Fifteenth Amendment (Framing And Ratification)
FIFTEENTH AMENDMENT (Framing and Ratification)
In January 1869 adult black males could vote in only twenty states. Blacks had received the franchise in ten states of the South under the Reconstruction Act of March 1867 as part of the price of readmission to the Union set by the Republicans in Congress. Because Republicans also controlled the state government of Tennessee, blacks were enfranchised there. But many lived in the ex-slave border states that had been loyal to the Union, and they were not enfranchised. In the North, most blacks did not have the right to vote; however, there were minor exceptions in those states where the black population was small. The New England states except Connecticut allowed black suffrage, as did four midwestern states, Wisconsin, Nebraska, Minnesota, and Iowa. But especially in the lower North, where most northern blacks lived, white voters in referendum after referendum had rejected their unrestricted enfranchisement. Indeed in 1868 the issue of black suffrage was thought to be so dangerous and debilitating to the Republican party that at the party's national convention the framers of the platform devised a double standard by endorsing black voting in the South while trying not to antagonize white voters in the North: thus each northern state could decide black suffrage without federal interference, but southern states must accept black voting as a matter of national policy.
In the presidential election of 1868 Republican candidate ulysses s. grant captured most of the electoral vote and the Republicans retained control of Congress. But beneath the surface the situation was not reassuring. Grant's electoral victory was much greater than his popular vote (only 52 percent). Without the southern black voter Grant would have lost the popular, though not the electoral, vote. In state after state Grant squeaked by with narrow margins. Indeed, a switch of a mere 29,862 votes out of the 5,717,246 cast for the two major party candidates (.52 percent) would have made the Democratic candidate president. Moreover, the Democrats gained seats in the house of representatives in Washington. And Republican majorities in state after state were slim indeed. Finally, Republican politicians throughout the South reported that little reliance could be placed on the southern black voter in the long run because of strong white influence and intimidation and because of black poverty, illiteracy, and inexperience. Danger signals in the South, defeats in state referenda in the North, and a narrow escape from defeat in the presidential election of 1868 taught the Republicans that their platform pledge to the North had to be ignored. Something must be done by the final session of the Fortieth Congress before the Democrats arrived in force.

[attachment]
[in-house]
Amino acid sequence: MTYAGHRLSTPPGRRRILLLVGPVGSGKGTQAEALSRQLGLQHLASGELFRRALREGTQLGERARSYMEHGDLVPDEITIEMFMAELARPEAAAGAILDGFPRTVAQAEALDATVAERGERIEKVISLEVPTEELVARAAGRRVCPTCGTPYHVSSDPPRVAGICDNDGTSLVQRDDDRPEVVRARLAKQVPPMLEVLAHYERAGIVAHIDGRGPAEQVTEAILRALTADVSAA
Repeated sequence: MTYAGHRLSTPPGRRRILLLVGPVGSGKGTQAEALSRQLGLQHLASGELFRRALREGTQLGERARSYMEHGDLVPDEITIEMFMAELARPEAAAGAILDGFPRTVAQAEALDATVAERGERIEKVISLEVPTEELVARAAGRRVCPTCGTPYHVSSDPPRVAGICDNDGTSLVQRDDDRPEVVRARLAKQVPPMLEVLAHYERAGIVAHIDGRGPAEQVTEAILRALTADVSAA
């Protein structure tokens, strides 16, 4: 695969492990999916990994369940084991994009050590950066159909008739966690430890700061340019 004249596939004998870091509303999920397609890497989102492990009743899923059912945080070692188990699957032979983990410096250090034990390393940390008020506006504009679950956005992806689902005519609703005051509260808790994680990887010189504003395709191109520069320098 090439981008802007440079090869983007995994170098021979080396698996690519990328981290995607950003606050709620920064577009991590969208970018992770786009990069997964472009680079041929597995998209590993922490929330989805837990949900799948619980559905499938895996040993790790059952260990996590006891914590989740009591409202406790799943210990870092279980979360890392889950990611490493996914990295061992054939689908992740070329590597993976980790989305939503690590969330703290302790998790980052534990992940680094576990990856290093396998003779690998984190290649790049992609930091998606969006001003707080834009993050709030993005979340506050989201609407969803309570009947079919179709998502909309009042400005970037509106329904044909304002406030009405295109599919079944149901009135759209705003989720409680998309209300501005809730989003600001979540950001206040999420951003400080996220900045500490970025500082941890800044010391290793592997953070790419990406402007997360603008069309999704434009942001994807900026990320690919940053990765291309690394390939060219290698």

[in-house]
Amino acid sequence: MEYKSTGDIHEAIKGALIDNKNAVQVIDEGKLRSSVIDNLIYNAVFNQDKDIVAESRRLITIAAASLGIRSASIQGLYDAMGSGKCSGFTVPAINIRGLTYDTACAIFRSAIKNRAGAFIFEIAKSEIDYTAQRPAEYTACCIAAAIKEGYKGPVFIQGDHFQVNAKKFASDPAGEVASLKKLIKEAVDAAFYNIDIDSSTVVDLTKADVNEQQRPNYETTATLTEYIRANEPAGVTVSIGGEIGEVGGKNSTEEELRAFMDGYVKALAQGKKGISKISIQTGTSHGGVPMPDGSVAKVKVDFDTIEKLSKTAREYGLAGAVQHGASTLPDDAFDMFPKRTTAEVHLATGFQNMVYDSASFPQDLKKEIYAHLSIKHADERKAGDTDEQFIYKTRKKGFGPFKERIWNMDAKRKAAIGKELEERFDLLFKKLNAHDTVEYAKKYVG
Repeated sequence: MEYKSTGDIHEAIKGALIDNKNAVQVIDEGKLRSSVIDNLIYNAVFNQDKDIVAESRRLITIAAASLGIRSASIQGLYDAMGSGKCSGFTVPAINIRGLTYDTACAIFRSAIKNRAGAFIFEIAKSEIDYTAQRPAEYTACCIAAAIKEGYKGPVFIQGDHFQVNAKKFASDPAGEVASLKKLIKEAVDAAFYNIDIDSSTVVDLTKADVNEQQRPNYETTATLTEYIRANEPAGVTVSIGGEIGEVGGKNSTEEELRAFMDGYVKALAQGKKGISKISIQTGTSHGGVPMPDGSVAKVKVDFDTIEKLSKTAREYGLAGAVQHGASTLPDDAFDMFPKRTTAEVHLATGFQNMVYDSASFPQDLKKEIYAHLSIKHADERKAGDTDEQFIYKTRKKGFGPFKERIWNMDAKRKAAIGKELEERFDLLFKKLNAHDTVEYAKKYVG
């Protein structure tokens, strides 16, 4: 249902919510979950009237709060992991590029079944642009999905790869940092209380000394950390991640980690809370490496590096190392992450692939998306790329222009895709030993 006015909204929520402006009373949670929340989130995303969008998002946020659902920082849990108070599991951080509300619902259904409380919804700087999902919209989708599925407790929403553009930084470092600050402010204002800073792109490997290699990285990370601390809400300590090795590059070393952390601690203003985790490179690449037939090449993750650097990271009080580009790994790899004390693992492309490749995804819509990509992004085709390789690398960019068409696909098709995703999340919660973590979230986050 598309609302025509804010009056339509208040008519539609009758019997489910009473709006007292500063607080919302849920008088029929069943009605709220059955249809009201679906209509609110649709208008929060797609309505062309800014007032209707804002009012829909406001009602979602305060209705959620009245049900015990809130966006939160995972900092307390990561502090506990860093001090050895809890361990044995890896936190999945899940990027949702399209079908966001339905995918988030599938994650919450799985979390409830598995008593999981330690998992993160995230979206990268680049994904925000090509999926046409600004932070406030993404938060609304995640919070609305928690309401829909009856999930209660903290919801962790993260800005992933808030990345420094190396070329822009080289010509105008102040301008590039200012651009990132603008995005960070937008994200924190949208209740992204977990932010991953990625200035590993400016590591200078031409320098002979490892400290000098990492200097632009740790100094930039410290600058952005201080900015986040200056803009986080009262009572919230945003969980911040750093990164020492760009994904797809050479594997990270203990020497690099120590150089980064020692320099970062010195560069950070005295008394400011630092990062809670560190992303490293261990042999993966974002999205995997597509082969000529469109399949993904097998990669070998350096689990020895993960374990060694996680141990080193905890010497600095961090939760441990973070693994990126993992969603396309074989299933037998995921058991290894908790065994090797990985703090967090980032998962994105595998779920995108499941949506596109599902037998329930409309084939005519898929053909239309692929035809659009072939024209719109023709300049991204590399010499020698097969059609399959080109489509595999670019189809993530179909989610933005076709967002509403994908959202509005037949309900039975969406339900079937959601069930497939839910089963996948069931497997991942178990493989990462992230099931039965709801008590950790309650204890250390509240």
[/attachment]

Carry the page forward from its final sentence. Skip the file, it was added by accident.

The Republicans decided it was necessary to augment their strength by enfranchising more blacks, who could be expected to vote Republican en masse. Although egalitarians had begun the advocacy of black enfranchisement, politicians had made its achievement possible. Two years before, Congress had enfranchised blacks in the South because the Republicans then needed southern black votes to counter southern white votes. Now the Republicans also needed the support of northern and border blacks, especially in closely balanced states, and were willing to run limited risks and promote political reform in order to maintain power.